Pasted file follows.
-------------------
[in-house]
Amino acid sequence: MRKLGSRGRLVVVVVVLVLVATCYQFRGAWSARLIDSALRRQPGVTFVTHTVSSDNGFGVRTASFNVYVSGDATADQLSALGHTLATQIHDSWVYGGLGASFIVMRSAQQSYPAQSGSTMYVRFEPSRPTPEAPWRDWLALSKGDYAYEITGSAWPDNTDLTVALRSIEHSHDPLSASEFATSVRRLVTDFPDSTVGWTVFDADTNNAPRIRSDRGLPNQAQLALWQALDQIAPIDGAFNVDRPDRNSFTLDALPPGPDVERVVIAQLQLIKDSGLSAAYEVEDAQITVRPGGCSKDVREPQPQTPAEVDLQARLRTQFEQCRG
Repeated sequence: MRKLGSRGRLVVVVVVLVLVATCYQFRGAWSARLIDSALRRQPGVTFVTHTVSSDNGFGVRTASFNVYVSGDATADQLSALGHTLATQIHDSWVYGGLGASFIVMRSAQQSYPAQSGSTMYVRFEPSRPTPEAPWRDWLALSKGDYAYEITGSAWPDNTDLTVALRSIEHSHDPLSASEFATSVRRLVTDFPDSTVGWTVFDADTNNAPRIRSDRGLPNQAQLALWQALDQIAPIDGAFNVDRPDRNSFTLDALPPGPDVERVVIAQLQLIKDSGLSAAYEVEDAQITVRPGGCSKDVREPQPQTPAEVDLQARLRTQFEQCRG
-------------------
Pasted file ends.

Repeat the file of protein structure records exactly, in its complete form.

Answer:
[in-house]
Amino acid sequence: MRKLGSRGRLVVVVVVLVLVATCYQFRGAWSARLIDSALRRQPGVTFVTHTVSSDNGFGVRTASFNVYVSGDATADQLSALGHTLATQIHDSWVYGGLGASFIVMRSAQQSYPAQSGSTMYVRFEPSRPTPEAPWRDWLALSKGDYAYEITGSAWPDNTDLTVALRSIEHSHDPLSASEFATSVRRLVTDFPDSTVGWTVFDADTNNAPRIRSDRGLPNQAQLALWQALDQIAPIDGAFNVDRPDRNSFTLDALPPGPDVERVVIAQLQLIKDSGLSAAYEVEDAQITVRPGGCSKDVREPQPQTPAEVDLQARLRTQFEQCRG
Repeated sequence: MRKLGSRGRLVVVVVVLVLVATCYQFRGAWSARLIDSALRRQPGVTFVTHTVSSDNGFGVRTASFNVYVSGDATADQLSALGHTLATQIHDSWVYGGLGASFIVMRSAQQSYPAQSGSTMYVRFEPSRPTPEAPWRDWLALSKGDYAYEITGSAWPDNTDLTVALRSIEHSHDPLSASEFATSVRRLVTDFPDSTVGWTVFDADTNNAPRIRSDRGLPNQAQLALWQALDQIAPIDGAFNVDRPDRNSFTLDALPPGPDVERVVIAQLQLIKDSGLSAAYEVEDAQITVRPGGCSKDVREPQPQTPAEVDLQARLRTQFEQCRG